Pence was widely expected to run for governor ever since he turned down a presidential bid of his own earlier this year. He filed the necessary paperwork Thursday morning, launched a new website and, during a conference call with supporters, confirmed his intentions.
According to a source on the call, Pence made the announcement from Washington, calling it “the worst-kept secret in Indiana politics.” He said a more formal announcement will follow June 11 in his hometown of Columbus.
“Those of you that know me know that I fight for what I believe in,” Pence said. “Well, I believe in Indiana.”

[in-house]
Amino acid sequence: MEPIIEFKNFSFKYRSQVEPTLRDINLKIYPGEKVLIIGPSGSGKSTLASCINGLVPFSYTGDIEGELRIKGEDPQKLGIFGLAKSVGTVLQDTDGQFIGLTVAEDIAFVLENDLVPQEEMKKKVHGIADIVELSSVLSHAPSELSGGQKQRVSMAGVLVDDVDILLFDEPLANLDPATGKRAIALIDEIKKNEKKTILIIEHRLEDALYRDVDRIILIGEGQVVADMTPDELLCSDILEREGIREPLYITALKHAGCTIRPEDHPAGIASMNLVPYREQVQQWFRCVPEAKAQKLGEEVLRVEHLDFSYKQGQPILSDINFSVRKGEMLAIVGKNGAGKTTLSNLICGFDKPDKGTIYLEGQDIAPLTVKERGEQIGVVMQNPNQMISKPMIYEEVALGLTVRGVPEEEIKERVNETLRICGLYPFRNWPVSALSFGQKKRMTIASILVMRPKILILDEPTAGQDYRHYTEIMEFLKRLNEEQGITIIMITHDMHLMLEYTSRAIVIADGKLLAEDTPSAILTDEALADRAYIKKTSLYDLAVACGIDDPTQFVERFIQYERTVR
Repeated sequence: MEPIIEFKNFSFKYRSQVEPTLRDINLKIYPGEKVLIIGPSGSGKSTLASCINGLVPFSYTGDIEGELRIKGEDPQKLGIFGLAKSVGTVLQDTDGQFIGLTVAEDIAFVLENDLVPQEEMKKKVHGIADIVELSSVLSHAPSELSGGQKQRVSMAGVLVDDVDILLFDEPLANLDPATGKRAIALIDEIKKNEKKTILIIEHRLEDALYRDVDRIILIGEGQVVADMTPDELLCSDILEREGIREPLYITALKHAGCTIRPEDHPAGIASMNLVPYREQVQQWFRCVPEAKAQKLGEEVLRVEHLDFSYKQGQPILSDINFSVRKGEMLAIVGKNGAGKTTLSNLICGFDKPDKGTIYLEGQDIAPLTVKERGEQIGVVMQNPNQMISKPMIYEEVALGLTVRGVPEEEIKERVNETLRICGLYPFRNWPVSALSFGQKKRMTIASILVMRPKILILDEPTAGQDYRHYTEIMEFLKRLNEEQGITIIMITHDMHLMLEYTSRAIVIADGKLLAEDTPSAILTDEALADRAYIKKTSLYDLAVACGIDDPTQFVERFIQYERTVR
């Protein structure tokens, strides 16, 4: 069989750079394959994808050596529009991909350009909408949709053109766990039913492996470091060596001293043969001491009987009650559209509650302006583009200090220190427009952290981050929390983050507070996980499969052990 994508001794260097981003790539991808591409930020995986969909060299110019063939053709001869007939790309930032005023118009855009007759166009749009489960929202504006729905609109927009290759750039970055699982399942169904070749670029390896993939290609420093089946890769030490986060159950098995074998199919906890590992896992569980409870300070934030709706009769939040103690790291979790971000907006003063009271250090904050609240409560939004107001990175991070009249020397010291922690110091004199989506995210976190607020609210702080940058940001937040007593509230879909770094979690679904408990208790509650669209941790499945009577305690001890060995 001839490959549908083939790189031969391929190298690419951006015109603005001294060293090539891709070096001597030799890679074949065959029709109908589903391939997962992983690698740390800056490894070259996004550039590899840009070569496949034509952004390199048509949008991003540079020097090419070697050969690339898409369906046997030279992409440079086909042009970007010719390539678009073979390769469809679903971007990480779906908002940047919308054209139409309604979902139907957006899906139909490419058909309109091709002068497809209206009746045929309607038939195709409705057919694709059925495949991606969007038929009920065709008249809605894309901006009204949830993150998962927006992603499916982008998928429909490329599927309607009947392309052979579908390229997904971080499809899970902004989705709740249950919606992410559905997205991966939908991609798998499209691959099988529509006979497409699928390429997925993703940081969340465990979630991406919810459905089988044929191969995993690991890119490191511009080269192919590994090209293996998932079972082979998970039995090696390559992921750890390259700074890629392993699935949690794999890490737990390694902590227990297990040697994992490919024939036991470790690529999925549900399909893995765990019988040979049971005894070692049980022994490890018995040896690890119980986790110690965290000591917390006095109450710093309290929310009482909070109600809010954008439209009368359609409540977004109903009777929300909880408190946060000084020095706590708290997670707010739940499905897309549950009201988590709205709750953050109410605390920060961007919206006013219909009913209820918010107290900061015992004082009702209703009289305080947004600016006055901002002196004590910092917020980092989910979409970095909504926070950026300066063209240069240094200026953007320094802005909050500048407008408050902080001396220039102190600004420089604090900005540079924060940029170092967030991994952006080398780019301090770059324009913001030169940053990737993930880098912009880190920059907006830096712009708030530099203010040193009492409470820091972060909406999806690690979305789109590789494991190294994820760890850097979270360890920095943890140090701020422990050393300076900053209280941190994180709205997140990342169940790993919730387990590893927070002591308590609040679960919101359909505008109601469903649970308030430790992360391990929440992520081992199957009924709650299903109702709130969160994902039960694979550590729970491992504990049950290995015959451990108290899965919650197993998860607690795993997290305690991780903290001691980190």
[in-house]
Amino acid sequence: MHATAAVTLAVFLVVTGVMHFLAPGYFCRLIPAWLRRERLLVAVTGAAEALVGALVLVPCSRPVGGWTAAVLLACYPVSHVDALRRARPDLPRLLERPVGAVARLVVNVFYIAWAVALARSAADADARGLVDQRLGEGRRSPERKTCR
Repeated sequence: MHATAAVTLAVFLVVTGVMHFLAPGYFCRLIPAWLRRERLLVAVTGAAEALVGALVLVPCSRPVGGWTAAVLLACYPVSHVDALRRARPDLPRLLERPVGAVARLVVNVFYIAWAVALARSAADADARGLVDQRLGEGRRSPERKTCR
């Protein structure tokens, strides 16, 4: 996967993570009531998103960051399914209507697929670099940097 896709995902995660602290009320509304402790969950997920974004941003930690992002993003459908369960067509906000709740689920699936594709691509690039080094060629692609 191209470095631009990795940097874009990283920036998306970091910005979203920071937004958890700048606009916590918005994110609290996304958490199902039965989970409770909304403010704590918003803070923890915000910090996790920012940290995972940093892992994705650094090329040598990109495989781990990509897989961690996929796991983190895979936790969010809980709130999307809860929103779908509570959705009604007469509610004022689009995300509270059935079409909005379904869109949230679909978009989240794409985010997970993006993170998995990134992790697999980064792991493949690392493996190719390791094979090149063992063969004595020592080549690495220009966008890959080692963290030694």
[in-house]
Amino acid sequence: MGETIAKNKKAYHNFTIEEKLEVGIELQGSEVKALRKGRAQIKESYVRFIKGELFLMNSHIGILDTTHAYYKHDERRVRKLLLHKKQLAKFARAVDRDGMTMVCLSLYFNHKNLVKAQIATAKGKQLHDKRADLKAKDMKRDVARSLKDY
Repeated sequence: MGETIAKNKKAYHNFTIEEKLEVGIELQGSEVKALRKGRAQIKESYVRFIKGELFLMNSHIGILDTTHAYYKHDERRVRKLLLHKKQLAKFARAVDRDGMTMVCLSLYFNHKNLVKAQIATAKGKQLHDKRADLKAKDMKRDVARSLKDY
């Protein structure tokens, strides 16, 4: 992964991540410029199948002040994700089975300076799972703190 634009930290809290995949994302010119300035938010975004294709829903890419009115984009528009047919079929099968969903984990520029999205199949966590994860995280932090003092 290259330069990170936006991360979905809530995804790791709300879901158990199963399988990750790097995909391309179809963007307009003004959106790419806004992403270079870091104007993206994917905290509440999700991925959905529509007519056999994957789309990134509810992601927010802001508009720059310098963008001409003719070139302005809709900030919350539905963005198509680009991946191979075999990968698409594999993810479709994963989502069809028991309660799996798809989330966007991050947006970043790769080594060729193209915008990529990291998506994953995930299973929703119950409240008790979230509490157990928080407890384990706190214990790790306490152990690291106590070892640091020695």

Democrats aren’t ready to concede the race, yet. Former state House speaker John Gregg is preparing a run of his own. And Pence may not have a clear path in the primary, with former Attorney General Steve Carter considering the race, as well.
That said, this race is Pence’s to lose, and Republicans rejoiced at his entry.
“Congressman Pence’s decision to run for governor guarantees that Republicans will field a top-tier candidate for Indiana governor in 2012 and is a major blow to Democrats’ hopes of regaining the governor’s mansion,” Republican Governors Association Chairman Rick Perry said in a statement.
Democrats criticized Pence for making the announcement from Washington and immediately began tying him to the politics in the nation’s capital.
“A vitriolic critic with a megaphone does not a quality executive make, and he’d bring everything that’s wrong with Washington back to Indiana,” state Democratic Party Chairman Dan Parker said.